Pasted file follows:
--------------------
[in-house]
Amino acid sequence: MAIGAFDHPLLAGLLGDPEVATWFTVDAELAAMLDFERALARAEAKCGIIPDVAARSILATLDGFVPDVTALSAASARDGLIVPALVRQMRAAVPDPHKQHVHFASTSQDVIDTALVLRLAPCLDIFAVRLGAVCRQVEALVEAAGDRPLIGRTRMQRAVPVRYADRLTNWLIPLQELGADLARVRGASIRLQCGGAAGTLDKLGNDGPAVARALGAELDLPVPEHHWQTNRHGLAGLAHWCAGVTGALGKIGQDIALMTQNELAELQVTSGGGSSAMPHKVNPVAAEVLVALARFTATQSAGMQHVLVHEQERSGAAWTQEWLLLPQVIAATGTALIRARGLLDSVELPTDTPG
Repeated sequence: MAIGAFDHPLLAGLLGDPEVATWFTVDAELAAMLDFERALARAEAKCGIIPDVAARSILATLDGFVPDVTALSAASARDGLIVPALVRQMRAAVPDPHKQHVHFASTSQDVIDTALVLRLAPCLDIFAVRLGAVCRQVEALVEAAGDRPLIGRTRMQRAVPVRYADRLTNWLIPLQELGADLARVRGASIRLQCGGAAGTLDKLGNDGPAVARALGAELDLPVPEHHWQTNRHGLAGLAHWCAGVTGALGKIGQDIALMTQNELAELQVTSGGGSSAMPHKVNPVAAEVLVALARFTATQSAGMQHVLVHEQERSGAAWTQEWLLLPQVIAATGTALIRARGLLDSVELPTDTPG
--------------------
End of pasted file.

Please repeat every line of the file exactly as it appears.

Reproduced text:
[in-house]
Amino acid sequence: MAIGAFDHPLLAGLLGDPEVATWFTVDAELAAMLDFERALARAEAKCGIIPDVAARSILATLDGFVPDVTALSAASARDGLIVPALVRQMRAAVPDPHKQHVHFASTSQDVIDTALVLRLAPCLDIFAVRLGAVCRQVEALVEAAGDRPLIGRTRMQRAVPVRYADRLTNWLIPLQELGADLARVRGASIRLQCGGAAGTLDKLGNDGPAVARALGAELDLPVPEHHWQTNRHGLAGLAHWCAGVTGALGKIGQDIALMTQNELAELQVTSGGGSSAMPHKVNPVAAEVLVALARFTATQSAGMQHVLVHEQERSGAAWTQEWLLLPQVIAATGTALIRARGLLDSVELPTDTPG
Repeated sequence: MAIGAFDHPLLAGLLGDPEVATWFTVDAELAAMLDFERALARAEAKCGIIPDVAARSILATLDGFVPDVTALSAASARDGLIVPALVRQMRAAVPDPHKQHVHFASTSQDVIDTALVLRLAPCLDIFAVRLGAVCRQVEALVEAAGDRPLIGRTRMQRAVPVRYADRLTNWLIPLQELGADLARVRGASIRLQCGGAAGTLDKLGNDGPAVARALGAELDLPVPEHHWQTNRHGLAGLAHWCAGVTGALGKIGQDIALMTQNELAELQVTSGGGSSAMPHKVNPVAAEVLVALARFTATQSAGMQHVLVHEQERSGAAWTQEWLLLPQVIAATGTALIRARGLLDSVELPTDTPG